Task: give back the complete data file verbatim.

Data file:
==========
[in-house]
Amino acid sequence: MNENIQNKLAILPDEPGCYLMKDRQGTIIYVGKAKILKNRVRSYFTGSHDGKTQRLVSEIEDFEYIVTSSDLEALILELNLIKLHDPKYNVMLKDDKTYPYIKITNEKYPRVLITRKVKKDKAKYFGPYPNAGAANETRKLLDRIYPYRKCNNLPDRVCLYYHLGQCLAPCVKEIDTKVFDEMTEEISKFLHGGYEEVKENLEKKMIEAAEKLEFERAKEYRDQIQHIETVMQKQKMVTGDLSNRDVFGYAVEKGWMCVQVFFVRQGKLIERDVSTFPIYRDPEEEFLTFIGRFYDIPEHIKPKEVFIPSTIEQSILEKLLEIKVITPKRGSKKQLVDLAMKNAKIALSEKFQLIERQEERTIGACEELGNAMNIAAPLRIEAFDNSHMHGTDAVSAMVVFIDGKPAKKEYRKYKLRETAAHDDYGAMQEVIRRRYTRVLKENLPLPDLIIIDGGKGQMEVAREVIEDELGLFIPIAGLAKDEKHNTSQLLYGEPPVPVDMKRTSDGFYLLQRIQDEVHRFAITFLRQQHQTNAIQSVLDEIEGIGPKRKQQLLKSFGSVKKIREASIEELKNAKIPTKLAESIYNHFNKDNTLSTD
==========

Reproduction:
[in-house]
Amino acid sequence: MNENIQNKLAILPDEPGCYLMKDRQGTIIYVGKAKILKNRVRSYFTGSHDGKTQRLVSEIEDFEYIVTSSDLEALILELNLIKLHDPKYNVMLKDDKTYPYIKITNEKYPRVLITRKVKKDKAKYFGPYPNAGAANETRKLLDRIYPYRKCNNLPDRVCLYYHLGQCLAPCVKEIDTKVFDEMTEEISKFLHGGYEEVKENLEKKMIEAAEKLEFERAKEYRDQIQHIETVMQKQKMVTGDLSNRDVFGYAVEKGWMCVQVFFVRQGKLIERDVSTFPIYRDPEEEFLTFIGRFYDIPEHIKPKEVFIPSTIEQSILEKLLEIKVITPKRGSKKQLVDLAMKNAKIALSEKFQLIERQEERTIGACEELGNAMNIAAPLRIEAFDNSHMHGTDAVSAMVVFIDGKPAKKEYRKYKLRETAAHDDYGAMQEVIRRRYTRVLKENLPLPDLIIIDGGKGQMEVAREVIEDELGLFIPIAGLAKDEKHNTSQLLYGEPPVPVDMKRTSDGFYLLQRIQDEVHRFAITFLRQQHQTNAIQSVLDEIEGIGPKRKQQLLKSFGSVKKIREASIEELKNAKIPTKLAESIYNHFNKDNTLSTD